On 7/6/05, Haines Brown <[EMAIL PROTECTED]> wrote:

> As a learning exercise, I set out to create a banner. After having
> created a background layer I set up a text layer.
>
> A secondary question is how to anchor it. When I do C-h, nothing

If memory serves me right, the latest versions no longer need text
layers to be anchored.  They will be stored as separate layers, so
that the text can be re-edited.  Normally, this serves most purposes,
except for what you're about to do...

> After having created the text layer (and anchored it?), I want to do a
> color inversion. First I select the layer in the Layers Dialog (don't
<snip>
> If instead I use the menu and do Layer,Colors,Invert, the black text
> turns the color of its background (white) and so disappears because
> the area around the text does not turn black. I should be getting
> white text on a black ground.

Said filter works only on the selected layer (text).  Select the
background layer and repeat, to invert that, too.  This way, you have
the option of inverting only a certain part of a picture.

Your tutorial is outdated, and doesn't accommodate for new features
introduced in the 2.x series.  [That said, I think I was using the
anchor method of adding text but a year ago for a grade school
project, and when I came back in the fall and reinstalled The GIMP,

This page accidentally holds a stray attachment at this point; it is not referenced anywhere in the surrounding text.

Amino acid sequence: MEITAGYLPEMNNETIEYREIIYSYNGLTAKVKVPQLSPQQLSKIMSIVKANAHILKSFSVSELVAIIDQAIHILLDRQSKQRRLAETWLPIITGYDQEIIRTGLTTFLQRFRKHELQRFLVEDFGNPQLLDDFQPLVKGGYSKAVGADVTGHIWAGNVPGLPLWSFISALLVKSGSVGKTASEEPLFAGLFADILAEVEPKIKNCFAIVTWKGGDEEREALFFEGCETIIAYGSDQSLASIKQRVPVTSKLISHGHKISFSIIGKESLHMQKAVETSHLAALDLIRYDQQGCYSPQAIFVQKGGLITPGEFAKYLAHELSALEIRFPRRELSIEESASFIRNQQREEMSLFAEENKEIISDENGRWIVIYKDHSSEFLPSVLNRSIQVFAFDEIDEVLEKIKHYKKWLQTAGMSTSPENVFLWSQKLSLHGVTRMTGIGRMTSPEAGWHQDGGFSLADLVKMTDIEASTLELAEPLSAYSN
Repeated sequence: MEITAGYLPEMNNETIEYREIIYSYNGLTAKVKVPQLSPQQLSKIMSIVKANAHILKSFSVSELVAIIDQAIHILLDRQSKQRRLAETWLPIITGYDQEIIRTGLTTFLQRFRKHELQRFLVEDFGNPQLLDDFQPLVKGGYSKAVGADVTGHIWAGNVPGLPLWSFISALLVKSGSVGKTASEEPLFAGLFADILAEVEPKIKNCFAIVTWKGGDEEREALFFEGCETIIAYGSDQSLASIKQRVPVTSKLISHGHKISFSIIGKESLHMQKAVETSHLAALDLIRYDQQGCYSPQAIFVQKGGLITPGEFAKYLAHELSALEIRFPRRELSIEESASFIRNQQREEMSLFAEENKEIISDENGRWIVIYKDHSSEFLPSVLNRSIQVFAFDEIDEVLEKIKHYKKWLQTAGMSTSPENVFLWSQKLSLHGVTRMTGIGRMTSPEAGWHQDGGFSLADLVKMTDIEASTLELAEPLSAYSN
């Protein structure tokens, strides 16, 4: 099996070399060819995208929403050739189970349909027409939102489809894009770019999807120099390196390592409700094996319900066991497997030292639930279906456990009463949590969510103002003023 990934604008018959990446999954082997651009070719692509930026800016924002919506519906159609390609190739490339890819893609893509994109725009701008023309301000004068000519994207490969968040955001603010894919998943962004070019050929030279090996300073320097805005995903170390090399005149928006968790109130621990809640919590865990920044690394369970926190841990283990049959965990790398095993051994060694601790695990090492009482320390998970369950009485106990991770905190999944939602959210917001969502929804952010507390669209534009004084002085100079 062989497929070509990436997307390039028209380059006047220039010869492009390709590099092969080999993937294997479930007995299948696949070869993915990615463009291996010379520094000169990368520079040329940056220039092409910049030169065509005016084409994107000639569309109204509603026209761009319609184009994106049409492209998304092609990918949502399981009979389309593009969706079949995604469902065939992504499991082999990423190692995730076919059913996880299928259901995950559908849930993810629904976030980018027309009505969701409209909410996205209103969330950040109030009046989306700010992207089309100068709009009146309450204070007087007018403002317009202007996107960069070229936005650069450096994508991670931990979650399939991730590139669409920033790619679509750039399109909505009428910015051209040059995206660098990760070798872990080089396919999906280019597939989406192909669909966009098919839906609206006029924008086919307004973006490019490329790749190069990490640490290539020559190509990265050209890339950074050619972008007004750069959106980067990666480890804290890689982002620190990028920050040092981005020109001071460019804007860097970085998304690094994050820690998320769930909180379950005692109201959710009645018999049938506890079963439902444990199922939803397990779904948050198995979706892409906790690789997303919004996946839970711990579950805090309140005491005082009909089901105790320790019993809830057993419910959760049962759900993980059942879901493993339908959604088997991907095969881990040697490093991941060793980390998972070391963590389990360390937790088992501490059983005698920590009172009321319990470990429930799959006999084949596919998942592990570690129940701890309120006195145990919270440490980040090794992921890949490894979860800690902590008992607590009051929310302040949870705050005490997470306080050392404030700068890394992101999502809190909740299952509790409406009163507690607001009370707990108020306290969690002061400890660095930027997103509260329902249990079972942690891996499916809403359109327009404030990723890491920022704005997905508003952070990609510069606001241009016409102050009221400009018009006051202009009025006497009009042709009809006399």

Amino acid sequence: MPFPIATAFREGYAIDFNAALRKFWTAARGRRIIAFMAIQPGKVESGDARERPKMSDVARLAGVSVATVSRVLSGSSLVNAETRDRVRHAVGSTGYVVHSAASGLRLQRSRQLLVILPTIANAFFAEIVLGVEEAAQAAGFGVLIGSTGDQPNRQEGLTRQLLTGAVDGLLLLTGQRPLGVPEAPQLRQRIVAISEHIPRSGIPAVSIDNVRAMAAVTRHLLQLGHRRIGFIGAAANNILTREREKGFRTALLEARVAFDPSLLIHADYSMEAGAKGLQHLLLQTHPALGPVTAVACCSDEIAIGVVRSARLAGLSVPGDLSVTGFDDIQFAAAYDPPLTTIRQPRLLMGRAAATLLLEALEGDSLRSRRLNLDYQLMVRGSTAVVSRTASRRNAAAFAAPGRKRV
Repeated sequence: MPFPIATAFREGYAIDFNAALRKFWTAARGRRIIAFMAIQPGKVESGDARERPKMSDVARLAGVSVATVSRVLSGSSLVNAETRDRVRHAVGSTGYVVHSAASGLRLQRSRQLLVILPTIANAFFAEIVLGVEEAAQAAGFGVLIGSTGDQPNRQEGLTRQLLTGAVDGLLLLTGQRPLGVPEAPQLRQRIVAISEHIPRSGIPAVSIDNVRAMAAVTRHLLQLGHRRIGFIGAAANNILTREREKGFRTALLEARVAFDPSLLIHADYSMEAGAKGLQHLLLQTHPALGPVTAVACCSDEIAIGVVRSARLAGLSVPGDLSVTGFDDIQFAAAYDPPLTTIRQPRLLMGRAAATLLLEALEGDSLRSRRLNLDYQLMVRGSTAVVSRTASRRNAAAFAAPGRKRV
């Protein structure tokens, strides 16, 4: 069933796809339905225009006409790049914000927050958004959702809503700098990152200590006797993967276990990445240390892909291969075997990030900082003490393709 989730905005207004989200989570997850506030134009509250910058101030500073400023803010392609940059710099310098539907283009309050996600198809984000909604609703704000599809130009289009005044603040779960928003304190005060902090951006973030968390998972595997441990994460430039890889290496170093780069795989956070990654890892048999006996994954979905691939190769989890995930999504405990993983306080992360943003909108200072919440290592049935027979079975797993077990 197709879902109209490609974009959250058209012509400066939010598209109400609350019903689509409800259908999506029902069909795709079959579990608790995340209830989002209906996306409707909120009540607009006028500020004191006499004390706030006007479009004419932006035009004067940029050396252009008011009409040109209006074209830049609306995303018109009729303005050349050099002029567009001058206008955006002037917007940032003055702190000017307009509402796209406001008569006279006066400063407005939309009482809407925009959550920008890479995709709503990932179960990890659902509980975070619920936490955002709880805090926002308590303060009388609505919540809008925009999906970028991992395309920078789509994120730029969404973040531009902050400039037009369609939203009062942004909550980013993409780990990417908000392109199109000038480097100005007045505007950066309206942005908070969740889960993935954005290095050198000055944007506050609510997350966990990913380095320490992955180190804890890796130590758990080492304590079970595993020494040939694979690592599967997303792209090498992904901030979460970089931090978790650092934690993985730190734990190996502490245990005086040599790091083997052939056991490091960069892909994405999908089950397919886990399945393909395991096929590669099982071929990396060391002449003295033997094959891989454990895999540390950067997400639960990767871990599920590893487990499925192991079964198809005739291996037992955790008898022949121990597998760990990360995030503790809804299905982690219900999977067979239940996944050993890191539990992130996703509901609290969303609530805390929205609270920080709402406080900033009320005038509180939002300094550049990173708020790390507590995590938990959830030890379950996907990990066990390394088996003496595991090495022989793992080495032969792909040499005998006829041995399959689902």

text had been implemented as seprate editable layers.  Also, moving,
resizing, scaling, skewing, or otherwise editing a text layer turns it
into a graphic layer.]

If you really want to "anchor" the layer, make sure that the text and
background layers are the only visible ones (if they're the only ones
you're working with, this is irrelivant, but in more advanced editing
this becomes important), then right click the image, search around in
the menus and click "Merge Visible Layers".

If you _really_ want to lose all the transparency data, and make e.g.
inversion of the whole image easy, then you can simply flatten the
image -- but you'll lose any invisible layers and you won't e.g. be
able to move around various components.

Also, for your tutorial:  It may be easier to invert your background,
then change your foreground/pen color into the inverted of what you
would have chosen above, and then create text that is already
inverted.  Works for anything that you know how to find the inverted
colour of (e.g. white for black, and vice versa).

It may be worth reading the Changelog between 1.x and 2.x series,
and/or the 2.x documentation.  1.x documentation needs to have the
instructions "converted" into 2.x instructions on-the-fly, so if
you're good at fumbling around and figuring that kind of thing out
with something new, then you can try looking at the 1.x docs also.

Good luck learning how to use the Gimp!  IIRC, they say it's easier to
ask then to spend days fumbling around.  If you can fumble around in
seconds though... *shrugs*

--
~Mike
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